51 Marketing Trends found for Agencies / Holding companies


To minimise / maximise the insight just click anywhere within the orange box
Recovering Ad Market Lifts WPP Group's Outlook

A return to adspend growth stateside and a better-than-expected first quarter could produce a 2% rise in WPP Group sales and an improvement in margins during 2010. Given the legendary caution of of ceo Sir Martin Sorrell, WPP's guidance for investors suggests that a recession-weary world can look forward to a robust recovery over the eighteen months ahead - assuming always that no-one pricks the Chinese economic bubble!

[Estimated timeframe:2010-onward]

WPP - the planet's largest marketing services company by revenue - had earlier predicted a horizontal performance for the 2010 fiscal year, basing its prediction on an 8.1% dive in like-for-like sales during 2009.

Although organic revenues were flat on 2009’s first quarter at £2.1bn ($3.2bn), growth resumed in March.

Sir Martin said that first-quarter sales in 2010 were 3% ahead of budgets, which had been drawn conservatively after he admitted being “too optimistic on the forecasting” last year.

“Having been once bitten we are twice shy. We are probably going to be a little bit on the pessimistic side this year and that is probably reflected in some of the numbers.”

Key points emerging from WPP's guidance are ...

  • While the US was the group's fastest-shrinking market in 2009, it has registered growth of 4.1% in the first quarter of 2010.
     
  • A high volume of new business wins has boosted WPP’s GroupM media operations in Europe, with public relations and digital marketing also performing better.
  • Sir Martin is planning a “large number” of acquisitions this year, for which the group has allocated a maximum of  £100m. Ever the master tactician, Sorrell prepared his negotiating battlefield: “Valuations [of potential takeover targets], as others have pointed out, are still quite high, particularly in the United States and particularly in digital,” he said. 
  • While average group headcount remains 10% lower than in the first quarter of 2009, WPP has resumed hiring, with current staffing 1% up on December levels.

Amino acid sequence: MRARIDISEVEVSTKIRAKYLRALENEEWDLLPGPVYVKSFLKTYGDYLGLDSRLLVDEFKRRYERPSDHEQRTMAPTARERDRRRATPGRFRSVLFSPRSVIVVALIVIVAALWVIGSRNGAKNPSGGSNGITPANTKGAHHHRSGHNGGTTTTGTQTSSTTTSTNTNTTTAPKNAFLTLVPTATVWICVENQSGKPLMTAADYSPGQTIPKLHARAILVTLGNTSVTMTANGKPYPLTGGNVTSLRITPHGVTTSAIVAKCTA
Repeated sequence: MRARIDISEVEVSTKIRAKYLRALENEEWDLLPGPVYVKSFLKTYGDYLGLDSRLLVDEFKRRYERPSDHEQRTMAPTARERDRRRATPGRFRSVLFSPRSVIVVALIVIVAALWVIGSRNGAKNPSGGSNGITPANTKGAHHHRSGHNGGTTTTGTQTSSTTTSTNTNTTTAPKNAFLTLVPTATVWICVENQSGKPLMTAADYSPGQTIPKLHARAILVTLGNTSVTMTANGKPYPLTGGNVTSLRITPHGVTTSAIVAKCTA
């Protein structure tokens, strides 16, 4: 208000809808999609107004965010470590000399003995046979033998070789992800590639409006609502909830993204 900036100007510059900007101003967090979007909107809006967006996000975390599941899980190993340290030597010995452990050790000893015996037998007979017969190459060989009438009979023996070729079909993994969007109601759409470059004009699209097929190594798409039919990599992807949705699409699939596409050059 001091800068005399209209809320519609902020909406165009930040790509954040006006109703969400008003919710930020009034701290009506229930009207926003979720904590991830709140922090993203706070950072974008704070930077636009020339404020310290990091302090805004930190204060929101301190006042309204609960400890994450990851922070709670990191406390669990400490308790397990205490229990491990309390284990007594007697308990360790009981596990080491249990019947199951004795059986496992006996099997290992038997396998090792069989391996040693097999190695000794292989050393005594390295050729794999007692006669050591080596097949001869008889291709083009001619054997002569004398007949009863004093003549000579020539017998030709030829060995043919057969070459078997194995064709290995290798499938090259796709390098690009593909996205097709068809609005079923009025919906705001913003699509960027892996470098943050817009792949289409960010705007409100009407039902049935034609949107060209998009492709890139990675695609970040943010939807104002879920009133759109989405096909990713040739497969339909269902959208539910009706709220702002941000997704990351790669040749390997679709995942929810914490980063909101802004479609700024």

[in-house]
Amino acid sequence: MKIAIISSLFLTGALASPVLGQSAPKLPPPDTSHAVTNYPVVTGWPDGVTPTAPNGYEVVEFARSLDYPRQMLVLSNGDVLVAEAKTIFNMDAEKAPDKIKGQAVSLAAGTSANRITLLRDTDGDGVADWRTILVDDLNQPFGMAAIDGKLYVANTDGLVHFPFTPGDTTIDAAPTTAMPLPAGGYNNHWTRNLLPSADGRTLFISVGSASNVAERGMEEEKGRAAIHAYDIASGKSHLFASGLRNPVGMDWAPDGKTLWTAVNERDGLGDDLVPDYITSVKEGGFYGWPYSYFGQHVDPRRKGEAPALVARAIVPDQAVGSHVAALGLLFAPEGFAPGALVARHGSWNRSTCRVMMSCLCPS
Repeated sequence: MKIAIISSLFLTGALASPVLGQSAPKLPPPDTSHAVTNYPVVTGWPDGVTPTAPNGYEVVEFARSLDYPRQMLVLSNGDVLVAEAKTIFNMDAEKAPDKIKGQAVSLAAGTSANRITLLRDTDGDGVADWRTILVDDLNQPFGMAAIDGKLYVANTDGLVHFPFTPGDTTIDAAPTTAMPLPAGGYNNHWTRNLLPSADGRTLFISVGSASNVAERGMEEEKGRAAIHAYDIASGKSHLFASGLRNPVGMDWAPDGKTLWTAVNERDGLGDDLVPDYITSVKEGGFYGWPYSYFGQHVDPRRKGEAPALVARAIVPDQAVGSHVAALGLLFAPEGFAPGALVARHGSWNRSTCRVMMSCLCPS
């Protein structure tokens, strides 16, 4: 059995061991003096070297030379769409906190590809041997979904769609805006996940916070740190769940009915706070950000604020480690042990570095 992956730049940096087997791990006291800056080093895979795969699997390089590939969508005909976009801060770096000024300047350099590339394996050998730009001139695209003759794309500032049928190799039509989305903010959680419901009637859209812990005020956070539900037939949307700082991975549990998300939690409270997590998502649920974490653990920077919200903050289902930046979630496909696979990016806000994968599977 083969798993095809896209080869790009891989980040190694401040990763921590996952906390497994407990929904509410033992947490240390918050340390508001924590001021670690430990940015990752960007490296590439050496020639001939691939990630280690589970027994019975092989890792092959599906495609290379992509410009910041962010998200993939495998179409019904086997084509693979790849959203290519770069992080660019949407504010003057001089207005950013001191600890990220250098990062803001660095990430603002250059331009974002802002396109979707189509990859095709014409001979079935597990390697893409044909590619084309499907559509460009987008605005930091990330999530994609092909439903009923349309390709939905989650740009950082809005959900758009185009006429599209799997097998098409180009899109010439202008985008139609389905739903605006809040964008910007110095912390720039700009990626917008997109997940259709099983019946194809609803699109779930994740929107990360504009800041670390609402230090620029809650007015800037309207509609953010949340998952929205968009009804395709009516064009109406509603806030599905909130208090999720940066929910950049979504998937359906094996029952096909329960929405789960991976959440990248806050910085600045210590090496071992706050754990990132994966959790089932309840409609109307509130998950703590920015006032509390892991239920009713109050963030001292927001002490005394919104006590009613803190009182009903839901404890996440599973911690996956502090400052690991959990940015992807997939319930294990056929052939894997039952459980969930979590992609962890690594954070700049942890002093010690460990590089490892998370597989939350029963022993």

Sorrell's base salary remains at a meagre £1 million, consistent with a company-wide pay freeze until January this year. His bonus payments also declined by over 50% in the light of the group's failure to achieve targets for profit and margin growth.


All data sources are attributed with links to the original insight. The insight is then summarised and, where appropriate, enhanced with additional information.

Source: FT.com
MTT insight URL: http://marketingtrendtracker.com/article.aspx?id=5167

Global Media Agency Networks Eye Restructure of Local Operations

The major media agency networks are taking steps to reinvent the $5.5 billion local buying process as they seek better leverage and efficiencies in the historically cumbersome market.

WPP, Publicis Groupe and Omnicom Media Group have already created new buying platforms and/or restructured units to address the problem. And now, Interpublic's Mediabrands, which oversees Initiative, Universal McCann and other IPG media assets, is also exploring a number of restructuring alternatives, according to sources.

One option under consideration: combining the agencies' local spot-buying units with Mediabrands' barter trading unit, Orion, to maximize the utility of Orion's sophisticated electronic trading platform. Mediabrands officials declined to comment.

While agency execs have insisted that head count reductions aren't a main driver of the changes, clearly the ranks of local buyers have been trimmed during the recession. The major objectives agency executives have cited for the changes include: a more effective gathering of marketplace intelligence; and the opportunity to utilize new technology platforms that will let buyers spend more time discussing innovative deals with clients and sellers, and less time faxing buy order corrections and discrepancy forms.

The activity is also due to advertisers devoting smaller shares of their budgets to local media in recent years. Universal McCann research shows national advertisers have reduced their share of TV ad spending in local markets by about eight percentage points over the past decade. And according to the Television Bureau of Advertising, local broadcast TV spending was down 27 percent in the first half of 2009.

The next salvo could be Mediabrands' combining of a barter operation -- which typically buys remnant time at bargain rates -- with its regular local buying units. The idea has some buyers buzzing.